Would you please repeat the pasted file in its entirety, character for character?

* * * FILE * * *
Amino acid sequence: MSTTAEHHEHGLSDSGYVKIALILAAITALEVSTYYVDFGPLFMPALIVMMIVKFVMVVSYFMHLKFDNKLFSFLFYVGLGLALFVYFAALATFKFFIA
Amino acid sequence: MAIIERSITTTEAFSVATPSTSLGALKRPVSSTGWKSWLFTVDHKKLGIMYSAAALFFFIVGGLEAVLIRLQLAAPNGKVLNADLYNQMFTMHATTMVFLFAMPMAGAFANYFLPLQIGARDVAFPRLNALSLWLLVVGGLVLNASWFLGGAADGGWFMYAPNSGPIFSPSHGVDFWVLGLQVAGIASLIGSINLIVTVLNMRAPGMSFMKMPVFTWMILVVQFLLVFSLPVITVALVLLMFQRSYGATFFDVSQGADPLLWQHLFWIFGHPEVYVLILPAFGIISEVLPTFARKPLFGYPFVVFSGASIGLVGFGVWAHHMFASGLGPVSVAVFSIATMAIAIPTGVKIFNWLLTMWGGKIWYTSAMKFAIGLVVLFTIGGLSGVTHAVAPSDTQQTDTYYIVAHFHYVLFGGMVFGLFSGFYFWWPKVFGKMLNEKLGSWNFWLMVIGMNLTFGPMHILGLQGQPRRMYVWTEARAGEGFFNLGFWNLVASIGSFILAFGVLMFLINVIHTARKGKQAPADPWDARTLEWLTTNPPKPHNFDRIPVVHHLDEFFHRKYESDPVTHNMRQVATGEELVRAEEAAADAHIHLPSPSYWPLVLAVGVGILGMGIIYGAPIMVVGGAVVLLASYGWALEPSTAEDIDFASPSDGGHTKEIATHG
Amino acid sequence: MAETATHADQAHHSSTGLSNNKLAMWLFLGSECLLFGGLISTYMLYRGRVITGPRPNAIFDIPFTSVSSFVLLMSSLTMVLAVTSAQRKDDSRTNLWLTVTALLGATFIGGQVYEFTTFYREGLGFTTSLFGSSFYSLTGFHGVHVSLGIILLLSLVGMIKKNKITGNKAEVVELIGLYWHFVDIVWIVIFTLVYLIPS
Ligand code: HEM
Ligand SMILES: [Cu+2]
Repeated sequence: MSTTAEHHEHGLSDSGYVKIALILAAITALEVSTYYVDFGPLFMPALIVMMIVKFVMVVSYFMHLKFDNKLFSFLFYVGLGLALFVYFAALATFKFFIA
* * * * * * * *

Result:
Amino acid sequence: MSTTAEHHEHGLSDSGYVKIALILAAITALEVSTYYVDFGPLFMPALIVMMIVKFVMVVSYFMHLKFDNKLFSFLFYVGLGLALFVYFAALATFKFFIA
Amino acid sequence: MAIIERSITTTEAFSVATPSTSLGALKRPVSSTGWKSWLFTVDHKKLGIMYSAAALFFFIVGGLEAVLIRLQLAAPNGKVLNADLYNQMFTMHATTMVFLFAMPMAGAFANYFLPLQIGARDVAFPRLNALSLWLLVVGGLVLNASWFLGGAADGGWFMYAPNSGPIFSPSHGVDFWVLGLQVAGIASLIGSINLIVTVLNMRAPGMSFMKMPVFTWMILVVQFLLVFSLPVITVALVLLMFQRSYGATFFDVSQGADPLLWQHLFWIFGHPEVYVLILPAFGIISEVLPTFARKPLFGYPFVVFSGASIGLVGFGVWAHHMFASGLGPVSVAVFSIATMAIAIPTGVKIFNWLLTMWGGKIWYTSAMKFAIGLVVLFTIGGLSGVTHAVAPSDTQQTDTYYIVAHFHYVLFGGMVFGLFSGFYFWWPKVFGKMLNEKLGSWNFWLMVIGMNLTFGPMHILGLQGQPRRMYVWTEARAGEGFFNLGFWNLVASIGSFILAFGVLMFLINVIHTARKGKQAPADPWDARTLEWLTTNPPKPHNFDRIPVVHHLDEFFHRKYESDPVTHNMRQVATGEELVRAEEAAADAHIHLPSPSYWPLVLAVGVGILGMGIIYGAPIMVVGGAVVLLASYGWALEPSTAEDIDFASPSDGGHTKEIATHG
Amino acid sequence: MAETATHADQAHHSSTGLSNNKLAMWLFLGSECLLFGGLISTYMLYRGRVITGPRPNAIFDIPFTSVSSFVLLMSSLTMVLAVTSAQRKDDSRTNLWLTVTALLGATFIGGQVYEFTTFYREGLGFTTSLFGSSFYSLTGFHGVHVSLGIILLLSLVGMIKKNKITGNKAEVVELIGLYWHFVDIVWIVIFTLVYLIPS
Ligand code: HEM
Ligand SMILES: [Cu+2]
Repeated sequence: MSTTAEHHEHGLSDSGYVKIALILAAITALEVSTYYVDFGPLFMPALIVMMIVKFVMVVSYFMHLKFDNKLFSFLFYVGLGLALFVYFAALATFKFFIA